The massage, which traditionally uses no oils or lotions, relies on the body being compressed, pulled, stretched and rocked rather than rubbing on muscles, like in other types of massage.
Originating in India and practised in Thailand for centuries, the massage was popularised when a special school opened in the 1960s to train massage therapists from around the world.
The massage, known as Nuad Thai, will be added to the prestigious Intangible Cultural Heritage of Humanity, which features traditions and practices passed across the generations.
From upscale Bangkok spas and Phuket beachfronts to modest street-side shophouses, nuad Thai is ubiquitous, and an hour of the back-straightening discipline can cost as little as $5. Doctors and monks were said to have brought these methods 2,500 years ago to Thailand, passing its secrets from master to disciple in temples and later within families.
Under Thailand’s King Rama III in the 19th century, scholars engraved their knowledge of the field onto the stones of the famed Wat Pho temple in Bangkok.
Its nuad Thai school, which has trained more than 200,000 massage therapists who practice in 145 countries, opened in 1962. Today, a therapist at a top-end spa can charge around $100 an hour in Thailand, and two or three times more in London, New York or Hong Kong where the Thai massage brand is booming. But the training is “demanding”, says Chilean Sari, a professional masseuse who travelled to Bangkok to learn the discipline.
“The technique is very precise; there are so many things to be aware of,” the 34-year-old said.
The teachings focus on directing blood circulation around problem areas to solve muscle aches – sometimes drawing winces from clients unaccustomed to the force applied. Studies have shown it can help relieve back pain, headaches, insomnia and even anxiety.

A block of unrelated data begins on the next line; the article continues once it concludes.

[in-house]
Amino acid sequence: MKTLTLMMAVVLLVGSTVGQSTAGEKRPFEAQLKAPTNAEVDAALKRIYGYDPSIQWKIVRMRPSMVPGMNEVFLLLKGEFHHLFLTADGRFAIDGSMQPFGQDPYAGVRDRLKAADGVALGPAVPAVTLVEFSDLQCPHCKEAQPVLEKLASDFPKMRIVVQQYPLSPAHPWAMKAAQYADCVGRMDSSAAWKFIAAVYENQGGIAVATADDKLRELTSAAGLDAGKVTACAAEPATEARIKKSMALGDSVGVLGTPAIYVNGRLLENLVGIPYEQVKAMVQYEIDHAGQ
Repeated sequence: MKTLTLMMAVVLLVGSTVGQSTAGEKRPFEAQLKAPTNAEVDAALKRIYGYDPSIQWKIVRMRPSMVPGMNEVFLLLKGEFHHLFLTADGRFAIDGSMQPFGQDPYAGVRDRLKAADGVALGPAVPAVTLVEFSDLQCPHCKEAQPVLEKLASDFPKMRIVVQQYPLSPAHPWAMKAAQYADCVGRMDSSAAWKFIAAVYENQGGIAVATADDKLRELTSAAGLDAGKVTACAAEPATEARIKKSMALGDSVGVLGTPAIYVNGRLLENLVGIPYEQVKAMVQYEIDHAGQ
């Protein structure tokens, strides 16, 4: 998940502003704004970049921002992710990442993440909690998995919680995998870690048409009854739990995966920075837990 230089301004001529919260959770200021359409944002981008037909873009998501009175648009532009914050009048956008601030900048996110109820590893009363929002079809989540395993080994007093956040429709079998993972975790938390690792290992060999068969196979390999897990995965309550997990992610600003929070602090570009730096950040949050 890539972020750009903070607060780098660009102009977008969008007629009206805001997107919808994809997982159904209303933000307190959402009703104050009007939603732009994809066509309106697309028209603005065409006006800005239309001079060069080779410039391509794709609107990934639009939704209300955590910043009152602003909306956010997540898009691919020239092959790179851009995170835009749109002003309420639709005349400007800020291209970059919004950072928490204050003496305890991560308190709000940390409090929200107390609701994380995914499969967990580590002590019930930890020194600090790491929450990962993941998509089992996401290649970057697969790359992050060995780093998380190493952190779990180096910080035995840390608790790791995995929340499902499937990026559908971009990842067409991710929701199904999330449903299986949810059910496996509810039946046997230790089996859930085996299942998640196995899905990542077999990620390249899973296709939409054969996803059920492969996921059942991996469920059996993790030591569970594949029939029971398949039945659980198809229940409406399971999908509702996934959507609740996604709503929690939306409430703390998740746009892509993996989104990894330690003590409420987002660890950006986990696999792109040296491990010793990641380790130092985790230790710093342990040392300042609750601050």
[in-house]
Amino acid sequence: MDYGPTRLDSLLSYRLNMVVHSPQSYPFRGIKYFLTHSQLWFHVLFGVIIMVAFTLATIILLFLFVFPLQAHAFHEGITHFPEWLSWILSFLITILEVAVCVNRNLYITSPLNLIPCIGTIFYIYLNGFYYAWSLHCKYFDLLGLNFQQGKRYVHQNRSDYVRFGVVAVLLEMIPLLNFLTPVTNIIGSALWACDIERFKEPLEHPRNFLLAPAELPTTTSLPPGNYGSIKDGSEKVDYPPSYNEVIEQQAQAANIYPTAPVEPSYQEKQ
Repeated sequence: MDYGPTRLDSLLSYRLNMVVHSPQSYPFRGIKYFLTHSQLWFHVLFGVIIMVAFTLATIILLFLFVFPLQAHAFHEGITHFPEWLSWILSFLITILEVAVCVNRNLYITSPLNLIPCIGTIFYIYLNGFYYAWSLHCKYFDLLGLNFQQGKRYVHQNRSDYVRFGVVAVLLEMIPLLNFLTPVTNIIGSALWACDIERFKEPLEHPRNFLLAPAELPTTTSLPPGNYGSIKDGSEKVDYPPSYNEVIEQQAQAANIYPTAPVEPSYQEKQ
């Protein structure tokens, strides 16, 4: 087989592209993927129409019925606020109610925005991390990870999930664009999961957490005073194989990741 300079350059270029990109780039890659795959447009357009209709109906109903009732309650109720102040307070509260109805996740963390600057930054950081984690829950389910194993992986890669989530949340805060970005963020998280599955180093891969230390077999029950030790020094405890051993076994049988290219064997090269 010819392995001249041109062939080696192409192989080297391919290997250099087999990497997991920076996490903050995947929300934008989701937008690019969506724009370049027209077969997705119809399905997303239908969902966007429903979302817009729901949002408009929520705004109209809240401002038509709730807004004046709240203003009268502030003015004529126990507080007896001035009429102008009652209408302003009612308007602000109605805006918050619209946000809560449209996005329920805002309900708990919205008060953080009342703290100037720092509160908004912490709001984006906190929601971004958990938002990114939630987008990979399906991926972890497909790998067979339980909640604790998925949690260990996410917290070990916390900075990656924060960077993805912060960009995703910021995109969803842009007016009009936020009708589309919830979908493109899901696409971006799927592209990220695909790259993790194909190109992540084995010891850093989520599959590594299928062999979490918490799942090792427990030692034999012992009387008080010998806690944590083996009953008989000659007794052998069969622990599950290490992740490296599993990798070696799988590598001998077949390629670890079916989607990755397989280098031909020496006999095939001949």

The traditional Thai massage is to be added to a list of UNESCO-protected cultural practices.
Similarly to UNESCO world heritage sites, which offer protection to landmarks or areas deemed to have cultural, historical or scientific significance to the world, this means Thai massage has been recognised as something that needs preservation. There are 550 items on the cultural heritage list split into three categories from 127 countries. The new additions for 2019 were decided at this year's committee meeting in Bogota, Colombia.
New UNESCO World Heritage Sites for 2019:
Other practices added to this year’s list include Irish harping, Celestian forgiveness (a religious practice taking place in Italy that sees thousands of pilgrims come together), the Carnival of Podence in Portugal and Silat, a Malaysian form of martial arts.
According to UNESCO, the traditional Thai massage is “regarded as part of the art, science and culture of traditional Thai healthcare”.
“As a non-medicinal remedy and manual therapy, it involves bodily manipulation in which the practitioner helps rebalance the patient’s body, energy and structure to treat illnesses believed to be caused by the obstruction of energy flow along ‘sen’ lines understood to crisscross the human body.”
Unlike other types of massage, Thai massage involves a lot of movement and manipulation into different positions to balance the four body elements: Earth, water, wind and fire. Therapists sometimes use their forearms and knees to apply pressure, as well as hands.
UNESCO says it recognises Thai massage has “roots in self-care in Thai peasant society of the past”, explaining that historically every village would have had a massage healer.
In 1985, the Project for the Revitalization of Thai Massage was launched to revitalize and maximize knowledge of Nuad Thai, and an initiative has also been taken to form an alliance of Nuad Thai practitioners who come together annually.
UNESCO is The United Nations Educational, Scientific and Cultural Organization.